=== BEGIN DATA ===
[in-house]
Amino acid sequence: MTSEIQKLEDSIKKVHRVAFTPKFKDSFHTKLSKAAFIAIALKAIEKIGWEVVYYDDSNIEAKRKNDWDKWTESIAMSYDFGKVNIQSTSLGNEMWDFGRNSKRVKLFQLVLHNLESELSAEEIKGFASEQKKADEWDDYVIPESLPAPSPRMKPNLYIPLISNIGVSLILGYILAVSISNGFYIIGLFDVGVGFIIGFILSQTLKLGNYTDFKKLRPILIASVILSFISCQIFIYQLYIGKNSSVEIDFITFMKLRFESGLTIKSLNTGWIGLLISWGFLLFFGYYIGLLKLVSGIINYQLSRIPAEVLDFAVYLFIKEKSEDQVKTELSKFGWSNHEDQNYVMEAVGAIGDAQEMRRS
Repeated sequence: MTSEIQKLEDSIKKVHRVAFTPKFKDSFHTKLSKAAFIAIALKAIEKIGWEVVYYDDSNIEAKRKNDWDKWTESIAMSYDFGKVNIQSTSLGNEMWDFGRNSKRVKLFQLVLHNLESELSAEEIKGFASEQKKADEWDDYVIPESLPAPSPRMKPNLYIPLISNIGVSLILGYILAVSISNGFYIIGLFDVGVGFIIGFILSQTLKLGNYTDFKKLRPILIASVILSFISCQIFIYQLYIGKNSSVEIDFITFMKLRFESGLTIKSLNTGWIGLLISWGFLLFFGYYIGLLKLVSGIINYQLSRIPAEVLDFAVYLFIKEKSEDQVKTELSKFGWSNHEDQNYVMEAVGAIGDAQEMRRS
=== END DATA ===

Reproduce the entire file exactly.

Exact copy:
[in-house]
Amino acid sequence: MTSEIQKLEDSIKKVHRVAFTPKFKDSFHTKLSKAAFIAIALKAIEKIGWEVVYYDDSNIEAKRKNDWDKWTESIAMSYDFGKVNIQSTSLGNEMWDFGRNSKRVKLFQLVLHNLESELSAEEIKGFASEQKKADEWDDYVIPESLPAPSPRMKPNLYIPLISNIGVSLILGYILAVSISNGFYIIGLFDVGVGFIIGFILSQTLKLGNYTDFKKLRPILIASVILSFISCQIFIYQLYIGKNSSVEIDFITFMKLRFESGLTIKSLNTGWIGLLISWGFLLFFGYYIGLLKLVSGIINYQLSRIPAEVLDFAVYLFIKEKSEDQVKTELSKFGWSNHEDQNYVMEAVGAIGDAQEMRRS
Repeated sequence: MTSEIQKLEDSIKKVHRVAFTPKFKDSFHTKLSKAAFIAIALKAIEKIGWEVVYYDDSNIEAKRKNDWDKWTESIAMSYDFGKVNIQSTSLGNEMWDFGRNSKRVKLFQLVLHNLESELSAEEIKGFASEQKKADEWDDYVIPESLPAPSPRMKPNLYIPLISNIGVSLILGYILAVSISNGFYIIGLFDVGVGFIIGFILSQTLKLGNYTDFKKLRPILIASVILSFISCQIFIYQLYIGKNSSVEIDFITFMKLRFESGLTIKSLNTGWIGLLISWGFLLFFGYYIGLLKLVSGIINYQLSRIPAEVLDFAVYLFIKEKSEDQVKTELSKFGWSNHEDQNYVMEAVGAIGDAQEMRRS